Last year, after adding interventions for struggling students, the school’s graduation rate jumped a full point to more than 96 percent. Its students taking the ACT college entrance exam scored an average composite of 22.5 out of a possible 36, higher than the state average of 19.9. But only a fifth scored proficient or advanced in math and a third in English language arts during 2015-16, the last school year for which scores are available and a transition year for Tennessee under a new test.

PHOTO: Caroline Bauman
Education Commissioner Candice McQueen visits with students at Arlington High School during a 2016 tour.

The school was in the news last August when Tennessee Education Commissioner Candice McQueen visited its campus.

The commissioner spoke with students there to kick off her statewide listening tour that’s focused on ways to get students ready for college and career. McQueen highlighted the school’s extracurricular activities and students’  opportunities to intern for or shadow local professionals. She also complimented Arlington for having an engaged education community. 

poster campaign

How one Memphis student is elevating the conversation about school discipline

PHOTO: Laura Faith Kebede
Posters created by junior Janiya Douglas have amplified student voices about the culture of White Station High School in Memphis.

Now in her third year of attending a premier public high school in Memphis, Janiya Douglas says she’s observed discipline being handed out unevenly to her classmates, depending on whether they are on the college preparatory track.

PHOTO: Laura Faith Kebede
From left: Janiya Douglas and Michal Mckay are student leaders in Bridge Builders CHANGE program.

“We’re heavily divided in an academic hierarchy,” said Janiya, a junior in the optional program for high-achieving students at White Station High School. “It’s obvious students are treated differently if they are in traditional classes.”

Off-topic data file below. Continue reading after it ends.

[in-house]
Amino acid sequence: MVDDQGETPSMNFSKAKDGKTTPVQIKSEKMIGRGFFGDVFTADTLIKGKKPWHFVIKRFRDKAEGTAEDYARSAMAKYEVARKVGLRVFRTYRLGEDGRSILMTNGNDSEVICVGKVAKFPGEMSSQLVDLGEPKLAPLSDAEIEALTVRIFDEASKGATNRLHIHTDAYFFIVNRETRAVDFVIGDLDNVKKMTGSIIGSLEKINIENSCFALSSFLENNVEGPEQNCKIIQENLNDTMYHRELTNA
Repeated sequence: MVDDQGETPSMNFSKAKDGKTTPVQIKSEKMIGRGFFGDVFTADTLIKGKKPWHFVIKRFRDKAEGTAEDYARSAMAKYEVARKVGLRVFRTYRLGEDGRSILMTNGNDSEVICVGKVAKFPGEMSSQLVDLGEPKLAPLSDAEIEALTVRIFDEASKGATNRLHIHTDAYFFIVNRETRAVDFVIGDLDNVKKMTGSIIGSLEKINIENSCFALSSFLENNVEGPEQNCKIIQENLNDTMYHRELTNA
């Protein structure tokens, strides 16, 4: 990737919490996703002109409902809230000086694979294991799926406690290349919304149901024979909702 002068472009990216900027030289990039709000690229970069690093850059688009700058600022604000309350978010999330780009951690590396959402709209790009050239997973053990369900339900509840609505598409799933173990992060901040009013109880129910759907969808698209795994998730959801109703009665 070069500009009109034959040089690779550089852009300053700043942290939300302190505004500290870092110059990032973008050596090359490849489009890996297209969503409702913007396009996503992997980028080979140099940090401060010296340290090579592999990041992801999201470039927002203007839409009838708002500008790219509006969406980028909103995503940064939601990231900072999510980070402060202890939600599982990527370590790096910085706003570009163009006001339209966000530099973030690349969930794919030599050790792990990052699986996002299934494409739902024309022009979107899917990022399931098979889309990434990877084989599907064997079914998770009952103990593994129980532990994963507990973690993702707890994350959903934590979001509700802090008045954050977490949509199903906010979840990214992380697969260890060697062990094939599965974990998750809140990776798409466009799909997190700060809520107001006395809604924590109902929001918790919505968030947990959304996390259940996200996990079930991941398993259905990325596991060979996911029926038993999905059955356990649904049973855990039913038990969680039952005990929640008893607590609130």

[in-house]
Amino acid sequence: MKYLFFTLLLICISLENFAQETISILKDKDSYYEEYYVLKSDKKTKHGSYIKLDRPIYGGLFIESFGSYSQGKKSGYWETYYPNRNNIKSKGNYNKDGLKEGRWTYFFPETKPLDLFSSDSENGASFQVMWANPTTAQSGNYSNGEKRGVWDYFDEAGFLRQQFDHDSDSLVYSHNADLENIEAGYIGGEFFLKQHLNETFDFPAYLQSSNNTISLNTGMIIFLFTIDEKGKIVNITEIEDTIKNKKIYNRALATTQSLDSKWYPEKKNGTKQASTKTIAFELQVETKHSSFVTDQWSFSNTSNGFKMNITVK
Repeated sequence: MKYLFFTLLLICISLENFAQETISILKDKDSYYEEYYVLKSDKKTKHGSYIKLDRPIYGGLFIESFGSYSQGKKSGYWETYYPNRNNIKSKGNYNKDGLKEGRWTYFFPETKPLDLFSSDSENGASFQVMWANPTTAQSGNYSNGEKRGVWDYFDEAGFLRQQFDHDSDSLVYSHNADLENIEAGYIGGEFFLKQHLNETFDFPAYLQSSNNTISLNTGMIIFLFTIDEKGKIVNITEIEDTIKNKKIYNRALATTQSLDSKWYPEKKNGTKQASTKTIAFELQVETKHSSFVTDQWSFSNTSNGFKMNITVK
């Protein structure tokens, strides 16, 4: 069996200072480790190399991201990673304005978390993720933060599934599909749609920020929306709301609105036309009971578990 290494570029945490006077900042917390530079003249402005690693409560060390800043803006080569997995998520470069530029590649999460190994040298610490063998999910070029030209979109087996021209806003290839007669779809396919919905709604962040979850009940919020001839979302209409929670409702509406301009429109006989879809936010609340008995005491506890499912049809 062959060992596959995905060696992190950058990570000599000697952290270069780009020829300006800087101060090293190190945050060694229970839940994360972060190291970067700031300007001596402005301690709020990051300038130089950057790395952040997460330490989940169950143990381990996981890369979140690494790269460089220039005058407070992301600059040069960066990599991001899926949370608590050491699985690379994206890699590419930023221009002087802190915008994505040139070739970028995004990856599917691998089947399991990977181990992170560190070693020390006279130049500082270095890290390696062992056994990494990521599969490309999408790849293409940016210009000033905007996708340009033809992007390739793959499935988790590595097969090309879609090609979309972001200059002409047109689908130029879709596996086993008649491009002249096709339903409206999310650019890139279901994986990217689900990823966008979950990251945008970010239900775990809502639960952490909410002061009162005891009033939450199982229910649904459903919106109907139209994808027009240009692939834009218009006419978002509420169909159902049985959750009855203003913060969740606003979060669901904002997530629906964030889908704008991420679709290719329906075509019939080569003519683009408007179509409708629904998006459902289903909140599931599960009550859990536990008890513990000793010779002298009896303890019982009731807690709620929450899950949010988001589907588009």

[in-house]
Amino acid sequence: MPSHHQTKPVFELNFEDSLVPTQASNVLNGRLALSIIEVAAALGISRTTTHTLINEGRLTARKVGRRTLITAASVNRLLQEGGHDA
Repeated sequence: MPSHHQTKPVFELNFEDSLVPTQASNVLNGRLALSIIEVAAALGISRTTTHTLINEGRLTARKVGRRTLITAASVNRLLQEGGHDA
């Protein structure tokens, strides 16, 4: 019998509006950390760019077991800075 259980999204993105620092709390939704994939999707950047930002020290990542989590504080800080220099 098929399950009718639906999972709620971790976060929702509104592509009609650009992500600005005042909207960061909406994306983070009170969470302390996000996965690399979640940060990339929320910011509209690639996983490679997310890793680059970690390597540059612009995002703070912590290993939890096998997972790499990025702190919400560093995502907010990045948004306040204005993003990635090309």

Janiya also has observed racial disparities in how students are disciplined, and the state’s data backs that up. White Station students who are black or Hispanic are suspended at significantly higher rates than students who are white.

Frustrated by what she’s seen, Janiya took her concerns last Friday to the hallways of White Station and hung 14 posters to declare that “our school doesn’t treat everybody equally.”

By Monday morning, the posters were gone — removed by school administrators because Janiya did not get prior approval — but not before other students shared images of some of the messages on social media.

Now, Janiya is seeing some fruits of her activism, spawned by her participation in Bridge Builders CHANGE, a student leadership program offered by a local nonprofit organization.

In the last week, she’s met with Principal David Mansfield, a school counselor and a district discipline specialist to discuss her concerns. She’s encouraged that someone is listening, and hopes wider conversations will follow.

The discussions also are bringing attention to an online petition by the education justice arm of Bridge Builders calling for suspension alternatives across schools in Memphis.

White Station often is cited as one of the jewels of Shelby County Schools, a district wrought with academic challenges. The East Memphis school is partially optional, meaning some students test into the college prep program from across the county.